With the proper bottom-up approach to restructure and reorganize the core elements and services provided by Primary Care settings, the physiologic as well as the psychiatric health of drug-dependent clients will improve drastically. More focus should be on chronic management of substance dependence.
Predisposing and Precipitating Factors of Addiction
Determinants of health such as socioeconomic status, the physical environment we grow up in, and the psychosocial factors determine our behavior. Studies have linked the strong inclination of some people for substance abuse to these factors.
Drug addiction has many parallels with chronic illnesses such as diabetes, cardiovascular disease, even Alzheimer’s, in that these conditions are heredofamilial, meaning they run in the family and they are exacerbated by environmental factors.
Genetics and lifestyle variables go hand in hand in predetermining the use of addictive substances; its escalation from normal use to excessive use, and ultimately, addiction. It is understood that some people are more vulnerable to addiction because of genetic predisposition.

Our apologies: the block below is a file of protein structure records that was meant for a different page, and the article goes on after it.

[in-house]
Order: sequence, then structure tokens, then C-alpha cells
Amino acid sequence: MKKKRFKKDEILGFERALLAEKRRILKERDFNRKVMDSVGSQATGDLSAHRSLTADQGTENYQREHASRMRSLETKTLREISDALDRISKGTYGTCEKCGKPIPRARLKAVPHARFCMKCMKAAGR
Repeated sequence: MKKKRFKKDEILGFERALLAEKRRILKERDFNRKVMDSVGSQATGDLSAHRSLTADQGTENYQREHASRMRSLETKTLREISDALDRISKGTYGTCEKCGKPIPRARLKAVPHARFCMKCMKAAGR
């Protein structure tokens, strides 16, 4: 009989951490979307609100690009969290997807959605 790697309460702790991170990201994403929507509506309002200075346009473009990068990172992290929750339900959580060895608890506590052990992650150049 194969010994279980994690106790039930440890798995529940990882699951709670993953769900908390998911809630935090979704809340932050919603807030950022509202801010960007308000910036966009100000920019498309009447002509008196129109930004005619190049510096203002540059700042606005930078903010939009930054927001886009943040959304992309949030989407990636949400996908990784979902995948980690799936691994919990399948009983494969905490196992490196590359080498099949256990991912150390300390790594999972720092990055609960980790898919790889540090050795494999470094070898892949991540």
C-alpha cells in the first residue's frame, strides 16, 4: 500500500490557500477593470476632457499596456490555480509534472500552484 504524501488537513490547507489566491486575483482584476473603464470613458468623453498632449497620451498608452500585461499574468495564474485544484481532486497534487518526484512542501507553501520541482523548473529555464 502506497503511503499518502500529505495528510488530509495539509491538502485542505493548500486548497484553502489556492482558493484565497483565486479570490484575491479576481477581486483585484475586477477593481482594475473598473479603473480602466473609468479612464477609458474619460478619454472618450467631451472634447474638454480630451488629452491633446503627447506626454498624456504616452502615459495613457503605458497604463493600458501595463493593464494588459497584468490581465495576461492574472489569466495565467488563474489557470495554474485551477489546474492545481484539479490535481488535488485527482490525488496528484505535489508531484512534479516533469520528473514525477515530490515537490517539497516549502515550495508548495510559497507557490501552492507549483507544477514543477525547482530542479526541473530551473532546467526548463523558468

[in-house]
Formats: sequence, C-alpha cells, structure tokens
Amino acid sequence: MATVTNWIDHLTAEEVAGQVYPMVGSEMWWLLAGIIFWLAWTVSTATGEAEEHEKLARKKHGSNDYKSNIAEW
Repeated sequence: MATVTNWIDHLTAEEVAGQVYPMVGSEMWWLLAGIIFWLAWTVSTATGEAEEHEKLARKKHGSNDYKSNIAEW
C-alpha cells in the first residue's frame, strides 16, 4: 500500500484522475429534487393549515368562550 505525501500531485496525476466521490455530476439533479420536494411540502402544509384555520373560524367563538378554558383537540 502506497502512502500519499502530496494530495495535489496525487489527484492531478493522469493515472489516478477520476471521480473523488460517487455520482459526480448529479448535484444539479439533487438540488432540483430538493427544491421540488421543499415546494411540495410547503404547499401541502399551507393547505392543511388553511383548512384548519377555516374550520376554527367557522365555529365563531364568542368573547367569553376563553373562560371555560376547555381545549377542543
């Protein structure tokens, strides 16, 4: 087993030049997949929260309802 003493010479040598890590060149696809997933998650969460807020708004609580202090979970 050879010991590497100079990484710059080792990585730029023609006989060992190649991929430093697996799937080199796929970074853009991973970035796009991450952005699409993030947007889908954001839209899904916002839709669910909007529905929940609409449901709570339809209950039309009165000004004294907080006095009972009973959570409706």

There is also accumulating evidence that constant exposure to stress could induce what is termed as epigenetic changes. Stressful situations such as loss of a job, death of a family or loved one, cause modifications to the gene, thereby releasing stress hormones. These stress hormones bring about changes to the body’s systems, sets epigenetic changes in motion and adjusting the expression of other genes in the brain.
One of the systems affected by stress hormones is the brain’s reward center. The contact between this reward system and stress hormones can facilitate the start of addiction, as well as relapse on those who are in drug or alcohol recovery.
Addiction vs Compulsion
While “addiction” is a broad term, referring to the entire process by which an individual becomes dependent on a specific substance to cope with life, “compulsion” on the other hand is a narrow term.
Compulsion is described as ‘intense urge to do something’; this can often lead to certain behaviors. Compulsions may be a fraction but a crucial part of the addictive process and play a major role in obsessive-compulsive disorder (OCD). It should be noted that OCD is a psychiatric disorder and that it is classified as an anxiety disorder.